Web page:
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Friday, September 9, 2011

What a week!

Well, the first week of school has been interesting.  Gonzalo is doing very well so far.  I have noticed as the summer went on (both while he was in summer school and during our weeks at home afterwards) that he seems to have gained some maturity and is gaining an understanding of the fact that to make friends he has to treat his peers with more respect.  At school so far he has had a really good week.  He has also discovered reading for pleasure, which is something I have been trying to cultivate for him, as I know how great it can be to enjoy, learn from, and lose yourself in books, especially as a stress control method.  I am looking forward to him being in the same classroom with teachers who know him well, know his triggers, know the signs that he is heading for trouble, and know how to work with him to help him keep himself under control so that he can enjoy life, enjoy school, learn, and move forward.  His teachers care, and that is vital to him being able to be successful and grow in positive directions.

Josiah has had a rough start to Kindergarten, as I mentioned in my previous post.  I have had a rough week too, because I know knee-jerk reactions will not help anything, and keeping my head about me when I feel things are not being done in the best way for him.  He is my baby after all.  We had the same types of issues when Gonz went to kindergarten.  Children with special needs present issues in a variety of areas for a variety of reason, not just their primary area of development that dominates their special needs.  And even teachers with some experience with children with special needs have to take time to learn about and adjust to a new child, even if they have had similar children before.  As Kindergarten marks the year when a child goes from the child-centric, super supportive of the individual environment of a special needs preschool (like both Gonzo and Josiah had for their 3-5 year old ages), it is a shock to enter mainstream (or in G's case integrated) public school kindergarten, where it is class-centric, group focused, not focused on how to best educate and support each individual child.  So he needs time to learn how to be an individual that is the member of a group.  The great learned institutionalism that dominates our modern society.  It has its place, but it also alienates people who are amazing, intelligent people, who just do not conform well to the expected tacit rules.  Josiah will adjust, he has a personality that really does want to fit in.  I think it will get easier for him as he gets used to how things work, and I hope that the daily communication between the school and myself will make it easier for them to learn how to help him, and for him to learn how to help himself.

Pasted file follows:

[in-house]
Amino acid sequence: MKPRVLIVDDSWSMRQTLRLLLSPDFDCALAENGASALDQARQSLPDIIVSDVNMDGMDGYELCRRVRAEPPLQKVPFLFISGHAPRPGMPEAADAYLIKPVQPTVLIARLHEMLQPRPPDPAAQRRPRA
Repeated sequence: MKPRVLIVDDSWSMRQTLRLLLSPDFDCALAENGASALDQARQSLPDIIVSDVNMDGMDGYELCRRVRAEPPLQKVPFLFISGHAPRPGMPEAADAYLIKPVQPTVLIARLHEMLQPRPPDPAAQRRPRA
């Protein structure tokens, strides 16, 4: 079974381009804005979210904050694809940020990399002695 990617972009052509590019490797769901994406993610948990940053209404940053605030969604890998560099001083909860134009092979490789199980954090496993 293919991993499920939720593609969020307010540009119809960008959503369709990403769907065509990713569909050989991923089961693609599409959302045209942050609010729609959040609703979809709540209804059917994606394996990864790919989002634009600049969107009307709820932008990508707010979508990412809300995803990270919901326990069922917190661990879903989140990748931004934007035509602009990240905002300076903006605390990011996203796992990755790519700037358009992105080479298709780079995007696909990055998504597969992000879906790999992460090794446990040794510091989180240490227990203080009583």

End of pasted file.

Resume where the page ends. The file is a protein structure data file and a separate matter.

Starting school each year, especially when the kids are changing schools or dealing with new people who have expectations that the kids need to adjust to, brings me back to my wondering how to help the kids find the balance between being part of a group (institutionalism) and staying true to who they are (individualism).  I have trouble striking the balance sometimes, though am normally successful at it.  My basic core values and the basic expectations of this culture have a lot of overlap, so it is not so difficult.  My father has trouble conforming and fitting in, not so much with the general culture, as he is shining, happy, and in his element when surrounded by college professors, graduate students, and other people of intellectual focus (like when he used to be in groups of my old friends or when he goes and visits my sister -- who is a college professor now).  He more has trouble with this small town, isolated, rural culture that does not have much int he way of intellectual stimulation or philosophical discussion.  So he is fairly reclusive, spending most of his time doing his own things, socially visiting with his few friends who ARE more intellectual in their focus, and reading.  I have been back for two years and have really not established any friends here.  For the same reasons, and for the additional reason of the fact that raising two kids with special needs makes it difficult to cultivate new relationships with people.    How do I help the kids stay secure in themselves, knowing how amazing they are and how incredible they are now and how incredible they can be as they grow and learn, AND help them to find ways to fit in, to look to their peers to learn how to behave in a way that is acceptable to the group mentality, to grow in ways that are respectful to others and seen as respectable as well?  Often, i go back to our ideas of starting our own school, that takes them child-centric focus of the preschools for special needs kids, and implements it in a K-12 school open to ALL children where the gifted and talented and the "regular kids" and the kids with special needs ALL get individual education plans, and can grow and learn together without the regimented institutional quality of the public school system....I need to find a philanthropic investor......

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